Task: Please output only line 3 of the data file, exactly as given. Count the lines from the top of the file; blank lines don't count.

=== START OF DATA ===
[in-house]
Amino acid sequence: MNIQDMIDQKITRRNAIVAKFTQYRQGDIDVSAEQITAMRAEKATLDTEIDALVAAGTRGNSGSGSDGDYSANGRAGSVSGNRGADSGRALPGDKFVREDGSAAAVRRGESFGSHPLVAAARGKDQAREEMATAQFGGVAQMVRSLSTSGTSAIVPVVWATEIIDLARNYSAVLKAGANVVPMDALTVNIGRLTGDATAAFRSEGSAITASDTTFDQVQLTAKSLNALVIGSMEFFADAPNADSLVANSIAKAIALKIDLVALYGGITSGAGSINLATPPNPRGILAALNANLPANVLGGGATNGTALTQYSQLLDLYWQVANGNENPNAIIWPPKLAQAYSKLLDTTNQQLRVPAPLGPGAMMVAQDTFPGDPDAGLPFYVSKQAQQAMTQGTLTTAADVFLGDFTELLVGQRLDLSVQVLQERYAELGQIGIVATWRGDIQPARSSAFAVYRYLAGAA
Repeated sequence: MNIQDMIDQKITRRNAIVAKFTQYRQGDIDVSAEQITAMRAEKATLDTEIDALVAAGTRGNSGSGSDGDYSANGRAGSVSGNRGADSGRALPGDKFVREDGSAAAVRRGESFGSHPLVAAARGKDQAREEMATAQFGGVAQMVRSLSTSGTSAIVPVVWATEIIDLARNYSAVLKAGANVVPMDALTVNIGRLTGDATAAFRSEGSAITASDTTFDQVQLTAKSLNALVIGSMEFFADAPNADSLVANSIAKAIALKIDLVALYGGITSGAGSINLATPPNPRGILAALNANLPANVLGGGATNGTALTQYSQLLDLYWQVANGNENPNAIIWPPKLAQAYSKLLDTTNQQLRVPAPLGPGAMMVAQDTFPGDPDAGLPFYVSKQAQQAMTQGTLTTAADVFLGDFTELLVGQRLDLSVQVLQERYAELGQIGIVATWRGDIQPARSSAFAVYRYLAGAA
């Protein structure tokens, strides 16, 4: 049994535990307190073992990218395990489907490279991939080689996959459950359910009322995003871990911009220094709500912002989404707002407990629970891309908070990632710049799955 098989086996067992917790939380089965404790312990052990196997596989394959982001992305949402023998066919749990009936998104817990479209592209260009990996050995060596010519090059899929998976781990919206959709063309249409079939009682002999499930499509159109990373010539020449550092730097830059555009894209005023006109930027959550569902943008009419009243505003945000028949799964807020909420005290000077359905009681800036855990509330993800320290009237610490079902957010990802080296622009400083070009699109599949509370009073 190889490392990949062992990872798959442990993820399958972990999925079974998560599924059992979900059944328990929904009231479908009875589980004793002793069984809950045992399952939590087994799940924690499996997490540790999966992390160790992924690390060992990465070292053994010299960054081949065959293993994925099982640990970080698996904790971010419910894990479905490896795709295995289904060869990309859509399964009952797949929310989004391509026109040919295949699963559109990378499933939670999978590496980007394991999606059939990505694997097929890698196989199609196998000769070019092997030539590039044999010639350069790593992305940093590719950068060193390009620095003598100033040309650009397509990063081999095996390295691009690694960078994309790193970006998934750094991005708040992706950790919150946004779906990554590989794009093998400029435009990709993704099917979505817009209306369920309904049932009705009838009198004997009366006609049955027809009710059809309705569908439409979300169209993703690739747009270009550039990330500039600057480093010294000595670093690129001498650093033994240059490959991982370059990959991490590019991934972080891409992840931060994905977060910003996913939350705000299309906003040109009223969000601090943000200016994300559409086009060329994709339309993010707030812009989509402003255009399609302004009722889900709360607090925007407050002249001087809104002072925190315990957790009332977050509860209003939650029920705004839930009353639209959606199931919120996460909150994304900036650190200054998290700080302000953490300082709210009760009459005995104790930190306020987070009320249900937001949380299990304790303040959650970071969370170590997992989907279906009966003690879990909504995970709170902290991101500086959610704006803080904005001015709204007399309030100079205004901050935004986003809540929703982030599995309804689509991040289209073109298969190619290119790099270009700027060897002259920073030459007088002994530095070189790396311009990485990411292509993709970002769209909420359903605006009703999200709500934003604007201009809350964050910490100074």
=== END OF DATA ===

Repeated sequence: MNIQDMIDQKITRRNAIVAKFTQYRQGDIDVSAEQITAMRAEKATLDTEIDALVAAGTRGNSGSGSDGDYSANGRAGSVSGNRGADSGRALPGDKFVREDGSAAAVRRGESFGSHPLVAAARGKDQAREEMATAQFGGVAQMVRSLSTSGTSAIVPVVWATEIIDLARNYSAVLKAGANVVPMDALTVNIGRLTGDATAAFRSEGSAITASDTTFDQVQLTAKSLNALVIGSMEFFADAPNADSLVANSIAKAIALKIDLVALYGGITSGAGSINLATPPNPRGILAALNANLPANVLGGGATNGTALTQYSQLLDLYWQVANGNENPNAIIWPPKLAQAYSKLLDTTNQQLRVPAPLGPGAMMVAQDTFPGDPDAGLPFYVSKQAQQAMTQGTLTTAADVFLGDFTELLVGQRLDLSVQVLQERYAELGQIGIVATWRGDIQPARSSAFAVYRYLAGAA